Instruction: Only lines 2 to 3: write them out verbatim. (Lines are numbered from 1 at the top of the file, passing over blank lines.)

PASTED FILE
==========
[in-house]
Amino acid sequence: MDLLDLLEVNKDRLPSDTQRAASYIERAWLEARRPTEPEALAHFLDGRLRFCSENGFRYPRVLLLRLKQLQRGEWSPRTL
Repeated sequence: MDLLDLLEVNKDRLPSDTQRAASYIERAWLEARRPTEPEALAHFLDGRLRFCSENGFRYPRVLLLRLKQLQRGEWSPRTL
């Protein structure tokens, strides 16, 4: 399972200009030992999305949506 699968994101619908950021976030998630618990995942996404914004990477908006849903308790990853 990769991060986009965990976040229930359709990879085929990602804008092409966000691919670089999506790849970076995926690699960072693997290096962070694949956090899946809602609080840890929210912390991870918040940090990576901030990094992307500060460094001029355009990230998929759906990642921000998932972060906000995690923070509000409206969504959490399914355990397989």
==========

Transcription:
Amino acid sequence: MDLLDLLEVNKDRLPSDTQRAASYIERAWLEARRPTEPEALAHFLDGRLRFCSENGFRYPRVLLLRLKQLQRGEWSPRTL
Repeated sequence: MDLLDLLEVNKDRLPSDTQRAASYIERAWLEARRPTEPEALAHFLDGRLRFCSENGFRYPRVLLLRLKQLQRGEWSPRTL